SDG&E; to Try to Prevent Release of Documents
San Diego Gas & Electric will try to keep O. Morris Sievert, a San Diego businessman who in December resigned from SDG&E;'s board of directors, from discussing the utility’s proposed merger with Southern California Edison during a Wednesday deposition requested by the city of San Diego, according to documents filed with state regulators.
According to those documents, SDG&E; wants to prevent Sievert, who resigned to protest the proposed utility merger, from making public a long list of documents that SDG&E;'s board generated while considering the proposed merger with Edison. The utility’s New York-based law firm last month asked the state Public Utilities Commission to prohibit Sievert from making the documents public during Wednesday’s deposition.
Sievert last week told the PUC that he has “no personal objection” to making public dozens of documents that he collected during the past year because full disclosure of the documents would lead to “a full public hearing on the proposed merger.”
Public concern in San Diego County over the proposed merger “appears to outweigh any interest in maintaining the ‘confidential’ or ‘privileged’ status of the documents in question,” according to Sievert’s filing.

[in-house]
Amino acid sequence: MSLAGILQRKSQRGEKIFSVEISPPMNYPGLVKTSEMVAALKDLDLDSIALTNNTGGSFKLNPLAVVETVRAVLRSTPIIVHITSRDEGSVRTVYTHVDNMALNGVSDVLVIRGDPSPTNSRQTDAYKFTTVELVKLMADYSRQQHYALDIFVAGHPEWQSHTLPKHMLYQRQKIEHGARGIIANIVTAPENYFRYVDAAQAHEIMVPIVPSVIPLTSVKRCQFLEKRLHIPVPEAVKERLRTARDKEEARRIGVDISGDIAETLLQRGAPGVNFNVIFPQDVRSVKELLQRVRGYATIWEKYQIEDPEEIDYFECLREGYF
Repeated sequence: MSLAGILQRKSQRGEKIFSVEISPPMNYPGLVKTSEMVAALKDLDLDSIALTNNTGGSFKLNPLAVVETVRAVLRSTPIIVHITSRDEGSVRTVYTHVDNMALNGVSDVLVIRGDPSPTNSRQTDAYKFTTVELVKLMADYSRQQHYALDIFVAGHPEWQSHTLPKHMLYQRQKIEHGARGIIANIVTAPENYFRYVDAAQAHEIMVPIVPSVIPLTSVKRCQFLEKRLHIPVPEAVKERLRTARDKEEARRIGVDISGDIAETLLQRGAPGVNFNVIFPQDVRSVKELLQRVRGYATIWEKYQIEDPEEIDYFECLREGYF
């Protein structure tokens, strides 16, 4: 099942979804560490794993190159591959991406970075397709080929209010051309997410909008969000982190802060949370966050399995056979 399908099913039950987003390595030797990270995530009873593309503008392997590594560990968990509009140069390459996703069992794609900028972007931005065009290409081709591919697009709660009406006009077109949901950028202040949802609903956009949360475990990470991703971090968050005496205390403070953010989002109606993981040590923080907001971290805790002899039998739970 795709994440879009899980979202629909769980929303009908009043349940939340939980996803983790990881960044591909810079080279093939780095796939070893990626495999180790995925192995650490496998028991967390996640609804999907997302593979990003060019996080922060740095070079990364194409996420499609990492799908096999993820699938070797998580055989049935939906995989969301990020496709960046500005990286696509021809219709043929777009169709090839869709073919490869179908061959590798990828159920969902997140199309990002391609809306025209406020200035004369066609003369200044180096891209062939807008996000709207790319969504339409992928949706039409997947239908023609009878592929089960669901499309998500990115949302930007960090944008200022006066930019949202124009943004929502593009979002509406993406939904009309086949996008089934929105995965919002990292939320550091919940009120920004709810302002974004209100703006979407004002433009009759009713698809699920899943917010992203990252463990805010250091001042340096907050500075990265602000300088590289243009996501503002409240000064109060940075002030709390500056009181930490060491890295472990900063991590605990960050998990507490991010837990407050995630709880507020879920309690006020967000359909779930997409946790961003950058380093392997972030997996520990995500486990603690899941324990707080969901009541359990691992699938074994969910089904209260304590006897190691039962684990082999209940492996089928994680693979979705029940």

SDG&E; spokesman Tom Murnane declined Monday to comment on SDG&E;'s request for a protective order, saying, “We will not comment on that until the day of the deposition. During the deposition, we will discuss our objections in detail.”
“SDG&E; is doing a fine job of trying to keep the city and the public from learning anything about this merger,” San Diego City Atty. John Witt said Monday. “We’re taking the position that this stuff should be handled publicly . . . and we’re going to get this stuff.”
The documents filed last week by Sievert’s attorney include an extensive list of records generated by meetings that SDG&E;'s board held to consider Edison’s proposed stock-swap merger. The list also includes records that detail the SDG&E; board meetings held to discuss an ill-fated attempt to complete a merger with Tucson Electric Power.
Sievert also hopes to introduce personal documents that SDG&E; Chairman Thomas Page and other SDG&E; executives and directors have maintained since Edison proposed the merger.
The large number of documents that Sievert plans to introduce “is very telling,” according to Michael Shames, executive director of Utility Consumers Action Network, a San Diego-based consumer group. “It showed that there are huge numbers of documents that have not been seen by the interested parties. It also proves that (the board’s) discussion about this merger was contentious and long-ranging.”
The city has subpoenaed Sievert to learn if Edison and SCEcorp, Edison’s parent company, coerced or threatened SDG&E;'s board members in order to gain support for the proposed merger. SDG&E;'s board voted to accept the merger offer in November, 1988. Shareholders of the two utilities will vote on the merger later this month.
Similar issues are expected to surface Monday, when the city attempts to gather testimony from businessman Charles (Red) Scott, who also resigned from the SDG&E; board in protest of the merger.